1. First, mothers should be saluted for their tenacious love.
  2. Secondly, mothers should be saluted for the tremendous impact they have.
  3. Third, mothers should be saluted because where they are, that is where home is.



Condition Yellow Christians
John 5:1-9

In every family album, there is always the same picture. It's one of the most prized photographs in every collection. It features one of the most joyous, unforgettable moments in any parent's life. It's the moment when that first child, your tiny, newborn baby, is gently placed in your arms.



As you look at your child, such tremendous emotions crowd your heart and mind — love, hope, joy, gratitude, peace, anticipation, wonder. But there is one more revelation that new Moms and Dads don't usually expect.

Looking at your child, you suddenly realize you will never, ever again have a completely worry free moment in your entire life. You may have even thought: "I shall never sleep again ... at least not like I've slept in the past."

There is now someone outside of yourself whom you will always have a responsibility for, a connection with. No matter if your child is eight or thirty-eight, five or fifty-fifty, or seventy-five, the joy and the worry, the delight and the distress, will be there every day, for the rest of your life, forever.

That new worry-condition shows up when you bring that beautiful new baby home "home." "Home" is no longer the safe, welcoming haven it used to be. In fact, from your new perspective as parent, "home" is now a death trap.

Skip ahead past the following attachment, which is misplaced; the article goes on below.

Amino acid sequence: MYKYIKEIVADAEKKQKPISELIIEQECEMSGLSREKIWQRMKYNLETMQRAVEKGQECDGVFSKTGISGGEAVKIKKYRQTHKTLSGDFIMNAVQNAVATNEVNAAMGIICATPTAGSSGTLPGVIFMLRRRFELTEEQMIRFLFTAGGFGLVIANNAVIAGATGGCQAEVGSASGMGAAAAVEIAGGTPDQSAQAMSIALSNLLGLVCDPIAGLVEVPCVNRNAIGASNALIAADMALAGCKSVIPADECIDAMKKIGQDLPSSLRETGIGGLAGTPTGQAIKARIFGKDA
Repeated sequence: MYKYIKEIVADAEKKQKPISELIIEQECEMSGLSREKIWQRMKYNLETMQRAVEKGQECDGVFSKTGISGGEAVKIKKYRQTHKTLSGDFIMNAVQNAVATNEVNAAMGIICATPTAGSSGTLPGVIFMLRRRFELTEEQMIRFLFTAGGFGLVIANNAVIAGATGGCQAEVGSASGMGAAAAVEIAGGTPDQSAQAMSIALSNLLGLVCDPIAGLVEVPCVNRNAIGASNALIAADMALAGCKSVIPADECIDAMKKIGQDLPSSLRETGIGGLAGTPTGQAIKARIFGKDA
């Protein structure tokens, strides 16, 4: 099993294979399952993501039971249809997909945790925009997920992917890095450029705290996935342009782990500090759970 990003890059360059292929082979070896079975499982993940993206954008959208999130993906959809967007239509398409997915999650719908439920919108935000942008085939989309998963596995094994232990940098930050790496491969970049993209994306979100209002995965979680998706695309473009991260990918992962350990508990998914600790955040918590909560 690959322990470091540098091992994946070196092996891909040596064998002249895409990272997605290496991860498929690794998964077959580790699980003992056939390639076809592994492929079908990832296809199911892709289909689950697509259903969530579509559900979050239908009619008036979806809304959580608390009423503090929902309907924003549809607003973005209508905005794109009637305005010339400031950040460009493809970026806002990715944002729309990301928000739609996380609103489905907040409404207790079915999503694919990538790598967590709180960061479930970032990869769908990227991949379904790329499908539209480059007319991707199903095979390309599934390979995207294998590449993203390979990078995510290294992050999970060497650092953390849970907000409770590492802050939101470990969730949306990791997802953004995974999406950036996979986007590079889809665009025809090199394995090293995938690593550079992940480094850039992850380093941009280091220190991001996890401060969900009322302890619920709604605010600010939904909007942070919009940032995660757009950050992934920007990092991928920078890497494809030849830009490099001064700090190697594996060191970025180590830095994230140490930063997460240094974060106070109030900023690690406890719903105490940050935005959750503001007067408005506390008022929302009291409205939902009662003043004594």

"Home" can never be "home" again until it is as "baby-proofed" as possible. Electrical outlets must be plugged. Cupboard doors and drawers must be fitted with safety latches. Baby gates and stairway netting, pool alarms and doorknob covers, are all vitally necessary. But even as you put up new cordless blinds and nail tippy furniture to the wall, you realize no place, no home, not school, not the car, not the mall, not the playground, can ever be made wholly safe.

As a parent you cannot change the world to make it safe. But parenthood changes your perception of the world. Instead of cruising through life preoccupied and blissfully unobservant, a new vigilance asserts itself. Parenthood moves you from coasting in "Condition White" to living a "Condition Yellow" life.

Long before Homeland Security instituted a color chart for national airport security alerts, Jeff Cooper devised a scale of "urban readiness," of personal preparedness in all situations that he called the Color Code. Cooper suggests that there are four different levels of attentiveness, of mental alertness — white, yellow, orange, and red. As the colors intensify so does a person's alertness of and preparation for a "fight or flight" response.

Condition White describes someone who is out of touch, unconcerned, self-absorbed, generally clueless about what is going on around them.

Condition Yellow describes someone who is generally alert, always checking their environment, keeping an eye out for surprises and needs.

sermons.com presents Leonard Sweet